So where does the OED leave us? Ah, yes. The Dictionary traces silver back to Proto-Germanic *silubra-. (The asterisk indicates that the word was never directly recorded, but that it was reconstructed by comparing the Germanic languages and their lexemes). The Dictionary also gives us a number of cognates, to which I will add even more via Boutkan and Siebinga (2013).
Old English: seolfur
Old Saxon: siluƀar
Old Norse: silf-r
Old High Germanic: sil(a)bar
Old Church Slavonic: sĭrebro
Old Prussian: siraplis
So that's a pretty fair list. From the get-go, we can see that whatever "proto" word we obtain will have a form akin to silub-r, silab-r, sileb-r or the ilk. The vowels are uncertain but we have a short list to choose from.
Now, where did the Germanic and Balto-Slavic tribes get this word? When most European tribes gave a name to the new metal, they picked a word from their native inventory. Not surprisingly, they usually called silver "the white (thing)," based on the Indo-European root *h2erǵ- "to shine," "white." That was true for the Celts (PCeltic *arganto-), the Greeks (Mycenaean a-ku-ro), the Armenians (PArmenian *arcant-), and the Italics (PItalic *argento-).
Because both the Balto-Slavs and the Germans have a very similar word for silver, it is suggestive that they borrowed the word from a tribe that traded silver with them. But whence? Three telling hints come to us from the Iberian peninsula.
1. Basque zilar < Proto-Basque *zirar. Löpelmann (1968) believed the word to be a loan from Germanic, but the famous Vasconist, R. L. Trask, notes that the direction of German-to-Basque could not be firmly established (2008). Further, what if it was a third-party loan into German and Basque? Nevertheless, the word gives us a firm relationship to the Iberian peninsula.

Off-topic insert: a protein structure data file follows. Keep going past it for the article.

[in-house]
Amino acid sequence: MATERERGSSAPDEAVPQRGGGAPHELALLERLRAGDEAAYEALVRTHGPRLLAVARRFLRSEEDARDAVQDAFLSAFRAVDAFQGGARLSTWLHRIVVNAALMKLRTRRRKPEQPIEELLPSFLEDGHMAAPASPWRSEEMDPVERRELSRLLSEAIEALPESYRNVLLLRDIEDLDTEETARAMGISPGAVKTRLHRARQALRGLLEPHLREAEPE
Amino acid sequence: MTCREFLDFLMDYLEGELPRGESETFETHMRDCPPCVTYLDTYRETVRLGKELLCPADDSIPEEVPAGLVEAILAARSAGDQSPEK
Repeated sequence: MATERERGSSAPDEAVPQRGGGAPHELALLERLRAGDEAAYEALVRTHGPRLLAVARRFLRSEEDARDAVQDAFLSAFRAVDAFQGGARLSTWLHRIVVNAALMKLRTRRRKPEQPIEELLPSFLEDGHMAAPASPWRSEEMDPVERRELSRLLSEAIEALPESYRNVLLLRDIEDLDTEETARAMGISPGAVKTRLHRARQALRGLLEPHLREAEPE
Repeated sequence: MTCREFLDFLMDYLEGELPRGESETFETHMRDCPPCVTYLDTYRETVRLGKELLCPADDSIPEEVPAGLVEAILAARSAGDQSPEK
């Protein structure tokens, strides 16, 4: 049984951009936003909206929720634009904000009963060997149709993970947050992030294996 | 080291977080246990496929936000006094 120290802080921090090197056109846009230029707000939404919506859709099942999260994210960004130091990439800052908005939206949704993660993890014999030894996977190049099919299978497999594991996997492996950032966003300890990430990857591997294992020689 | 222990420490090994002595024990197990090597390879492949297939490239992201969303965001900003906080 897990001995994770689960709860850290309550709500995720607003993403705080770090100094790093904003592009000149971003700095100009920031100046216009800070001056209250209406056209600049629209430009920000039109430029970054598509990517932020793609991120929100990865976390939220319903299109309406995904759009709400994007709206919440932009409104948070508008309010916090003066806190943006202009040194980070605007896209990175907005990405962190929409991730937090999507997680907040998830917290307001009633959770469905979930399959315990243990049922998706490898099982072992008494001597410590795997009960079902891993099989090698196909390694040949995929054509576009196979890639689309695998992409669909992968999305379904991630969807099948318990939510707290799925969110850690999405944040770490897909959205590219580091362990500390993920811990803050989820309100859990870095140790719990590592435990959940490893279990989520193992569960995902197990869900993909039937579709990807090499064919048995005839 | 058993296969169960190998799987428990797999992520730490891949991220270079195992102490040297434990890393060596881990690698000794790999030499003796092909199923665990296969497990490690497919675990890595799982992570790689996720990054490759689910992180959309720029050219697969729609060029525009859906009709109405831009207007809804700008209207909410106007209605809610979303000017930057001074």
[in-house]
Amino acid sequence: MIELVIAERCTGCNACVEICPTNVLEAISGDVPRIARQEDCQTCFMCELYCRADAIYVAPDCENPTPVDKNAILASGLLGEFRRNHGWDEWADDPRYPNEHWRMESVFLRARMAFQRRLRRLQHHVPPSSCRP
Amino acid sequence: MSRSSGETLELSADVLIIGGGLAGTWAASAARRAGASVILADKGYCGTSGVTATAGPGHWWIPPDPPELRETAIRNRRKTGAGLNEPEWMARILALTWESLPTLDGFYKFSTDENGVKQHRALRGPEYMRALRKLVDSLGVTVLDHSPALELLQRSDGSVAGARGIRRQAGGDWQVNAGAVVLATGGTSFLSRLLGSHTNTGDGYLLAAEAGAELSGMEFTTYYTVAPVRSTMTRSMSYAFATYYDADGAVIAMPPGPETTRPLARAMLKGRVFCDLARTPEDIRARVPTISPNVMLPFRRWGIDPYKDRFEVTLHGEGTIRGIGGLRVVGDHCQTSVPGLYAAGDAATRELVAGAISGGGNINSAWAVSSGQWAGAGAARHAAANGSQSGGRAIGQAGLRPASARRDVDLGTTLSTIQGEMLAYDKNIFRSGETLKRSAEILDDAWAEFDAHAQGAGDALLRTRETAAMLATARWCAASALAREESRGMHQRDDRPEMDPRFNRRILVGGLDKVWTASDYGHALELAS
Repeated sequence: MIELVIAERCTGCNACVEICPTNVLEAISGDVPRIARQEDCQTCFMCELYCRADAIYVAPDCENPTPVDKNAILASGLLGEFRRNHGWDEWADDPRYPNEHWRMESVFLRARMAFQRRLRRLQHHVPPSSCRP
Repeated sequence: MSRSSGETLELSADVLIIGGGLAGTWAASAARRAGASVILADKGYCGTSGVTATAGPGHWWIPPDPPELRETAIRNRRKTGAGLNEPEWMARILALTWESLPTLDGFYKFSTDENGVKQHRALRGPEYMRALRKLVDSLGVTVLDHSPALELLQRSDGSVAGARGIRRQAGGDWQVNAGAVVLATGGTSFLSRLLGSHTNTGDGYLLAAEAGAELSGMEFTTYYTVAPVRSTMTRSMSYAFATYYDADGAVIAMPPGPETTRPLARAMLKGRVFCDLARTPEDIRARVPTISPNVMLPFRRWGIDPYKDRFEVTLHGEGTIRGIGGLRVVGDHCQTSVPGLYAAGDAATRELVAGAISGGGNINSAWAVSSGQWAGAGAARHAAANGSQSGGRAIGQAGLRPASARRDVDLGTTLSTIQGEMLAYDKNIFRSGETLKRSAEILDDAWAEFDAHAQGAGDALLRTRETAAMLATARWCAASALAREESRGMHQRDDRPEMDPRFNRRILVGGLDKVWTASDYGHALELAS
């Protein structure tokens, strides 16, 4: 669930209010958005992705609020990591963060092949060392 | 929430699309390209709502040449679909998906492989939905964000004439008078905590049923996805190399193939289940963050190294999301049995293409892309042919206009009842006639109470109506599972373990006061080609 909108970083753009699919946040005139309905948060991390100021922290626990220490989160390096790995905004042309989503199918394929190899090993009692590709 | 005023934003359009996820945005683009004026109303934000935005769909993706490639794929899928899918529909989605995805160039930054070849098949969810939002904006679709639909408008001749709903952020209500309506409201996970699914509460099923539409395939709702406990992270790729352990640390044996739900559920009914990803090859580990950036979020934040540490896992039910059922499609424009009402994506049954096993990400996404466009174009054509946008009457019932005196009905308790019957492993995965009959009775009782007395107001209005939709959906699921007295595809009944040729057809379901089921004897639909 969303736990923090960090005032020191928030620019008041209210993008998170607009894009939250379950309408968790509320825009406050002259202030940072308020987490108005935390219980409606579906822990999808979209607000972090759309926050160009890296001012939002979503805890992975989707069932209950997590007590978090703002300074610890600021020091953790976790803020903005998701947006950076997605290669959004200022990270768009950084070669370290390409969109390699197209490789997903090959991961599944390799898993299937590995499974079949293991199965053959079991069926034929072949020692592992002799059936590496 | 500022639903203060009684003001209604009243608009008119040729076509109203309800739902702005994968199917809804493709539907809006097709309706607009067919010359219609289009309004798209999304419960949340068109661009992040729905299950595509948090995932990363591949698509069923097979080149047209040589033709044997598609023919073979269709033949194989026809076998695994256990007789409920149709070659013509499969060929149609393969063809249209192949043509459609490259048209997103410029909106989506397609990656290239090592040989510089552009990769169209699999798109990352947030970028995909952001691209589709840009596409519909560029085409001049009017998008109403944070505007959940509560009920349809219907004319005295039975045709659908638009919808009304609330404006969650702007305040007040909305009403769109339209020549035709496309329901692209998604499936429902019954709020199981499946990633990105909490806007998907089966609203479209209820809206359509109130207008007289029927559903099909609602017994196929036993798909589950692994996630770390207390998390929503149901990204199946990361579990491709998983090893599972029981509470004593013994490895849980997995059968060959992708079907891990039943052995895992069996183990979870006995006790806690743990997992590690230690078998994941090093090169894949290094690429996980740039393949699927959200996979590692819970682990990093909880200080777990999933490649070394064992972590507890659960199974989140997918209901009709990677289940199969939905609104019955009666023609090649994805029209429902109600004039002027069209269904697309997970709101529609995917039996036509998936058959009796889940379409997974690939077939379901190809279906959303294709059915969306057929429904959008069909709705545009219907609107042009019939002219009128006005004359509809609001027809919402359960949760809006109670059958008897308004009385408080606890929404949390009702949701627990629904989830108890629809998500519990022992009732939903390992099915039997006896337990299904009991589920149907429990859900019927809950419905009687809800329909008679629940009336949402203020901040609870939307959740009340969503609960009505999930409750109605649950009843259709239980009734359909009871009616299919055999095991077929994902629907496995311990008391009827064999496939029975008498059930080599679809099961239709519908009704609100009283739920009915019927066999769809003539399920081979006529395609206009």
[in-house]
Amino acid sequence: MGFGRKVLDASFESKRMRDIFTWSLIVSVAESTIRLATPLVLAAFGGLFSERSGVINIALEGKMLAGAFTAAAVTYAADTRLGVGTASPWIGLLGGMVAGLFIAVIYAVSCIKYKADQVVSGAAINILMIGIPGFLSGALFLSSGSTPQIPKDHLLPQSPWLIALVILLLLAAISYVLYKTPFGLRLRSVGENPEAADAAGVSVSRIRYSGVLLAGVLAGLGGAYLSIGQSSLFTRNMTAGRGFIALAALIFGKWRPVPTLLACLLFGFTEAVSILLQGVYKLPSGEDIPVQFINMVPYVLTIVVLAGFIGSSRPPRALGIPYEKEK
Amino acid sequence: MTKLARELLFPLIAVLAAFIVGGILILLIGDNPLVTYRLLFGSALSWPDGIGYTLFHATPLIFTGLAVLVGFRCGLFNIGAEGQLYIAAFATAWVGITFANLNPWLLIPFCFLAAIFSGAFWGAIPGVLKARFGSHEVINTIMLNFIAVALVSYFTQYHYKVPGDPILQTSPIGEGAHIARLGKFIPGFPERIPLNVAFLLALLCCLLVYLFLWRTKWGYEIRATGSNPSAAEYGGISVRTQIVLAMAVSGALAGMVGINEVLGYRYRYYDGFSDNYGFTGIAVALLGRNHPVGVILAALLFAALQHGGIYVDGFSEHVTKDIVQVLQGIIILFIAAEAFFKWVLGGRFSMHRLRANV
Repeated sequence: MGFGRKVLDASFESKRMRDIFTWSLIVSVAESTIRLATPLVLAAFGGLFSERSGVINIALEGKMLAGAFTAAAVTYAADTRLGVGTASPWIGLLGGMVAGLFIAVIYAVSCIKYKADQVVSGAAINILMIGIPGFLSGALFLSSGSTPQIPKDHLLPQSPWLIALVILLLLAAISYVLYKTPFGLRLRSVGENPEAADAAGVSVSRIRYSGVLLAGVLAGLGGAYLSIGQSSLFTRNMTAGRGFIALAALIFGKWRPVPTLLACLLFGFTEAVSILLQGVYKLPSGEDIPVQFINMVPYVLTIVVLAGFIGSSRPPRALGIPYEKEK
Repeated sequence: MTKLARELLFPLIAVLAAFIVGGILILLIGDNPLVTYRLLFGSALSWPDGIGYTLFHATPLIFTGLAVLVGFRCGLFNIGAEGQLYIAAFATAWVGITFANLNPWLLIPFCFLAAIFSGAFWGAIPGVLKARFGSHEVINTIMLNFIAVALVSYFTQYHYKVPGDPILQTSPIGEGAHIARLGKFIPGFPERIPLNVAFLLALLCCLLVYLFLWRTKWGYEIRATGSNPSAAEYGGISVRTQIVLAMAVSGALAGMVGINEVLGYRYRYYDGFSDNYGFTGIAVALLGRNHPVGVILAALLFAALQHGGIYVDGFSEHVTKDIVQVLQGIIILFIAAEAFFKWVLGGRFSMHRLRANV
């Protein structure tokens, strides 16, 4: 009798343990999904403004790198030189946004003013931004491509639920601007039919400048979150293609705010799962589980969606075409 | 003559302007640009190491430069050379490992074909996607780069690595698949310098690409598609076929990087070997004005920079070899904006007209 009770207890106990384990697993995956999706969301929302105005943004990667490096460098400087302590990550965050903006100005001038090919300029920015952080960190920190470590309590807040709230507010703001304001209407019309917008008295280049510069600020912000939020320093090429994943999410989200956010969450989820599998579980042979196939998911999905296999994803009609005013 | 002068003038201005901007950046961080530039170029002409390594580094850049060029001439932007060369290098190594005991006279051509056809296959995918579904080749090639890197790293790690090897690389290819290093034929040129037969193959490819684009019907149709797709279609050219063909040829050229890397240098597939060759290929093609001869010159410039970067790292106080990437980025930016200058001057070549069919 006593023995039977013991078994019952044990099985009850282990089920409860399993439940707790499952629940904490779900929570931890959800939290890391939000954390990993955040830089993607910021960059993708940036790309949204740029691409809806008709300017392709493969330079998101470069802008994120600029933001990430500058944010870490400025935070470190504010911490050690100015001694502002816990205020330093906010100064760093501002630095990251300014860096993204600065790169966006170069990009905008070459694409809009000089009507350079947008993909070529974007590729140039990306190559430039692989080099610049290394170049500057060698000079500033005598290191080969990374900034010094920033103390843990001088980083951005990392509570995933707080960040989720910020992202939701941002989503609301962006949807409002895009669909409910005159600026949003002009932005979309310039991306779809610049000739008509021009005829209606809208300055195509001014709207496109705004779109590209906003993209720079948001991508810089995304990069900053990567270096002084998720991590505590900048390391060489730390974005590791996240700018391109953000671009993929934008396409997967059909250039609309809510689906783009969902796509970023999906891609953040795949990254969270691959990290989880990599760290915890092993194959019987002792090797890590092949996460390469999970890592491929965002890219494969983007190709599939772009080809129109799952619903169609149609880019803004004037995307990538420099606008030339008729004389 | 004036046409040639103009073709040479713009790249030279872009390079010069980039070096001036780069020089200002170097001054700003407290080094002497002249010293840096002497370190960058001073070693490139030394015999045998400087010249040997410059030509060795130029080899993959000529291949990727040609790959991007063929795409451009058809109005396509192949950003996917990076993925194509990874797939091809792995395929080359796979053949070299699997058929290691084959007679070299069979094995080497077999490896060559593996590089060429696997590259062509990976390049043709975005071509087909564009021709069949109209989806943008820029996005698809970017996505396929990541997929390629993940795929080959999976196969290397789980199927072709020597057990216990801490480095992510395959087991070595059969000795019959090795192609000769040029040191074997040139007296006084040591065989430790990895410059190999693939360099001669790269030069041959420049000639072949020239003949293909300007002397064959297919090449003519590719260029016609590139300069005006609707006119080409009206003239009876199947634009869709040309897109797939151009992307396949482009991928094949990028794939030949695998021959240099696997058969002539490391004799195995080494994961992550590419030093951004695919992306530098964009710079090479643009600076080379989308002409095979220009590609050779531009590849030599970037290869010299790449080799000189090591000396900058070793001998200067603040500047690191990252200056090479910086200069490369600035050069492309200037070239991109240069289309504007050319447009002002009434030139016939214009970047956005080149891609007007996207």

2. Celtiberrian silapur. Celtiberrian was a Celtic language spoken in the center of Iberia. This word cannot be traced back to a Proto-Celtic form, rather it stands alone in the Celtic family, again indicating a loan from an unknown source (Matasović 2013).
3. Iberian sarif, salir. Could this be the source-tongue we were searching for? Maybe. Alone this example stands as a word that was not necessarily borrowed. Note that iltiŕta-śalir-ban appears on coins. Could śalir-ban be our quarry? It is not a stretch to see the morpheme -ban misinterpreted by listeners as salirba-, a single word. Because ban also meant the numeral 'one,' could the word have been used in Iberian in the same way Basque uses their numeral bat 'one?' The Basque can utilize bat as a definite article which appears in the same position of a sentence as Iberian -ban has appeared. Thus the phrase may mean "an iltiŕta silver coin." On the other hand, the vowels are metathesized from an i-a pattern, a pattern we see in all the other languages, to a-i. So perhaps we finally found the donor language (Polome 1989), but in my opinion the jury is still out. It's good to see, however, the complete tale available in one page online somewhere.
- Boutkan, Dirk and Sjoerd Michiel Siebinga. "selover" in: Old Frisian Etymological Dictionary. Indo-European Etymological Dictionaries Online. Edited by Alexander Lubotsky. Brill, 2013. Brill Online. May 8, 2013.
- Löpelmann, Martin. Etymologisches Wörterbuch der Baskischen Sprache. Berlin: De Gruyter. 1968.
- Matasović, Ranko. "arganto-" in: Etymological Dictionary of Proto-Celtic. Indo-European Etymological Dictionaries Online. Edited by Alexander Lubotsky. Brill, 2013. Brill Online. May 8, 2013.
- Polome, Edgar C. “Preparing an Etymological Dictionary of Proto-Germanic.” Journal of the Dictionary Society of North America. No. 11. 1989.
- Trask, R. L. "zilar" in: The Etymological Dictionary of Basque. University of Sussex. Edited by Max Wheeler. 2008.